This is the eighth year we’ve run the Black Duck Open Source Rookies of the Year awards. Each year we review the world of open source and recognize top new projects launched during the past year. We’re delighted to share the story of the Kontena project.
Was the project an outgrowth of another project, sponsored by a company, or a new project? Was there something missing in the market the spurred you to build your own solution?
Kontena got started in the beginning of the year 2015. The team had previously built in-house platform-as-a-service (PaaS) solution for a major IT services company. This PaaS solution was built around Docker container technology. While working on this project, the Kontena team realized the need for a more developer friendly platform that is capable of running any containers.
We started using Docker very early ourselves. Soon we realized that it’s great technology, but not so easy to master. With Kontena, we want to enable all developers; with or without deep Linux, networking or DevOps knowledge to take advantage of this great technology by making it more accessible and easy to use in any project.
Kontena is delivering complex stack of technologies packaged as a simple to use platform for developers who want to create and run their stuff in containers. All batteries included. Since Kontena takes care of all the nasty, difficult stuff, developers can focus on the stuff that matters the most: their own software.
Among all the technologies included in Kontena, the most visible open source technologies include the Docker engine for running containers and Weave for overlay networking. Kontena supports any operating system that is capable of running Docker containers and may be installed on any infrastructure: cloud, hybrid or on-premises; virtual or bare metal. Kontena comes with built-in provisioning tools for Amazon AWS, Digital Ocean, and Microsoft Azure among many others.
Unlike the others, we are heavily focusing on making a container platform that is designed for software developers. You don’t necessarily need any kind of IT or operations people to run the platform. Developers can do it themselves. This makes Kontena an ideal platform for any organization that doesn’t have resources or time to invest in setting up, configuring, maintaining and administering a platform to run containers.
What was your approach for attracting a project team quickly?
We feel that the key to attracting others to join one’s community at scale is that what you create is of high quality and of course brings significant value to a larger audience. We are also very determined to keeping it a high quality, high value project and open to anyone to adopt and contribute to under an open source license.
What about the people who are contributing to it?
As we’ve so far put in very limited marketing efforts to this, our typical user is a developer who has tried at least a couple of the other platforms and become totally frustrated by how hard those are to put into real use. At this point, the developer has started looking around more widely and comes across us and realizes that working on containers doesn’t have to be painful.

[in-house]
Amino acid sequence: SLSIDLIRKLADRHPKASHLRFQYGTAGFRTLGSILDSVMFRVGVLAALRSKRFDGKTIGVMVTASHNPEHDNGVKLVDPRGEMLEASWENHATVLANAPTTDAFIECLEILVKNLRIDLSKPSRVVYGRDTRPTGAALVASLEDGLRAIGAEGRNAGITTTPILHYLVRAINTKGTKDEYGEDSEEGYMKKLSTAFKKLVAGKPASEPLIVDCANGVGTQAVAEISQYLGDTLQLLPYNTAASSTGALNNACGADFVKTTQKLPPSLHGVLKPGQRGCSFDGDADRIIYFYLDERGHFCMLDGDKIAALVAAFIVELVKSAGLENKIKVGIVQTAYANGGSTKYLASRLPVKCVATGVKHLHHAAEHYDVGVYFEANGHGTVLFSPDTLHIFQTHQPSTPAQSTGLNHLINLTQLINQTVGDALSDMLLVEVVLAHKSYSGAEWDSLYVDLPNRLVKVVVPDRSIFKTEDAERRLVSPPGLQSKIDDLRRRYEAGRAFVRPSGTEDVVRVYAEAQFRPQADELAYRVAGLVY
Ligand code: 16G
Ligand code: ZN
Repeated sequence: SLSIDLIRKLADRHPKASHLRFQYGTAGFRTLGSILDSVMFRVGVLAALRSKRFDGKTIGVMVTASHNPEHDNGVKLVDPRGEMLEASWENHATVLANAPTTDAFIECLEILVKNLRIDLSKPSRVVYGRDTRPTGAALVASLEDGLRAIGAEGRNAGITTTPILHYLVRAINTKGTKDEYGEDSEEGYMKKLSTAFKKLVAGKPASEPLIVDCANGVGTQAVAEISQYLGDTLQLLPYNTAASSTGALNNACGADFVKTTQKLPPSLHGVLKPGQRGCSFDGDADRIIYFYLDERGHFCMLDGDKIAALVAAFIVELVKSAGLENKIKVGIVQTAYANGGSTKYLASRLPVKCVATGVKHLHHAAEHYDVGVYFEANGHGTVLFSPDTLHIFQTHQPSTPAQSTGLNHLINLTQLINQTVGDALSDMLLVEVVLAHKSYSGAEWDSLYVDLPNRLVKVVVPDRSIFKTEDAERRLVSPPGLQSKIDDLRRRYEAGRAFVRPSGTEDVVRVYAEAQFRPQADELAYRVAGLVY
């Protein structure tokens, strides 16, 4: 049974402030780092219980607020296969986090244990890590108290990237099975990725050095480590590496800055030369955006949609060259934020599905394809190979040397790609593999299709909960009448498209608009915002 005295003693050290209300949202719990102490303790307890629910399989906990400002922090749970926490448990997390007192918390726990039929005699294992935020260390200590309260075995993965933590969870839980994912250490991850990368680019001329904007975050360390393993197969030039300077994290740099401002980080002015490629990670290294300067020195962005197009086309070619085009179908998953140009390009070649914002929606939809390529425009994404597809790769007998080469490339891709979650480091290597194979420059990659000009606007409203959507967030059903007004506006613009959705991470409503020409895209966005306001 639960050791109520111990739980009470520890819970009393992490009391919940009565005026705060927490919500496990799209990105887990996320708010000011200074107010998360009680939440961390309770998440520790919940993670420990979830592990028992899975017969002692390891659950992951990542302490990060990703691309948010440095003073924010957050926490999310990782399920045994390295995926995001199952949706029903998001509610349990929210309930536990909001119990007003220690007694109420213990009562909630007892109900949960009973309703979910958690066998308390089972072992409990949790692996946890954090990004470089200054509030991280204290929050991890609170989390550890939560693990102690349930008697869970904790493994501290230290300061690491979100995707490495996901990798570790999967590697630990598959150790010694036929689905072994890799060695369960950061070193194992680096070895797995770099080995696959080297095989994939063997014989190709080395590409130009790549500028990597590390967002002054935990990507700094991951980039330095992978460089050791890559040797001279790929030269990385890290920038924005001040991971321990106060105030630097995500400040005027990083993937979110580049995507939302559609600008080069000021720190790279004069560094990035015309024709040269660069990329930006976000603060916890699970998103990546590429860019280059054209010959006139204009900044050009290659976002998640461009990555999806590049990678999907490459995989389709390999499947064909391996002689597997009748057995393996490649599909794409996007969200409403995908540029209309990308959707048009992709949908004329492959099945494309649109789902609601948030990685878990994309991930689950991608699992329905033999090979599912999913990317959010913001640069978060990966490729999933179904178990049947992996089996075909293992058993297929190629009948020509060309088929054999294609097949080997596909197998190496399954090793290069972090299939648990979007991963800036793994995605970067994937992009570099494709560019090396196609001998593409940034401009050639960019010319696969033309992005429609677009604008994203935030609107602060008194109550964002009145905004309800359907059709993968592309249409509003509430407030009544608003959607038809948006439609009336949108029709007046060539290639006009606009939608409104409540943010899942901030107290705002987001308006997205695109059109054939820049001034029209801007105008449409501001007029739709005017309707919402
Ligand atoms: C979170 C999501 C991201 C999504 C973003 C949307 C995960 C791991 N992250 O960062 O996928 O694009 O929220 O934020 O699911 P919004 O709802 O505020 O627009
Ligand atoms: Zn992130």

The great thing about our contributors is that they really come from all walks of software business. From single freelance developers to software houses to system integrators. We’ll be doing more organized outreach to our community over the coming months and naturally welcome anyone and everyone to contribute.
Who are they, and why is this project of such great interest to them?
One very significant champion is the IT services provider mentioned in the beginning. They’ve put our platform into use at very large scale on several customer projects from very early on, which has helped us iron it out in a major way. This has also given us the confidence that the platform is in very good shape and scales well. Without them, this project wouldn’t be as far along as it is today.
The other true champions who have helped us a lot are the people from AppGyver. They started using Kontena very early and have given us valuable feedback and some good ideas on where to take it in the future.
Where do you see the biggest opportunity for growth?
Naturally, we are continuously improving the usability from the developers’ perspective. Therefore, we are adding more PaaS-like features to help some of the developers who are not yet ready to engage in using container native services. In addition, we plan to expand support for other container technologies such as CoreOS rkt, Windows containers and more.
To be honest, we haven’t really officially launched Kontena yet. Despite active development, a comprehensive list of features and an active community, we are still at 0.12 version. So far we have made the project available and it has gotten fairly wide adoption through word of mouth and a little bit of tweeting. This has been very encouraging and shows we are on the right path.
We are getting closer to official 1.0 release each day and that’s when we will launch the product and company.
Did you learn about that solution through Open Source Rookies, or did you come by it on your own?
We found the Mattermost project several weeks before Open Source Rookies was announced while looking for some Slack alternatives. Once we noticed that Mattermost is Open Source Rookie like us, we decided to write a blog post about how to run Mattermost in production with Docker and Kontena.
Learn more about Kontena: https://github.com/kontena/kontena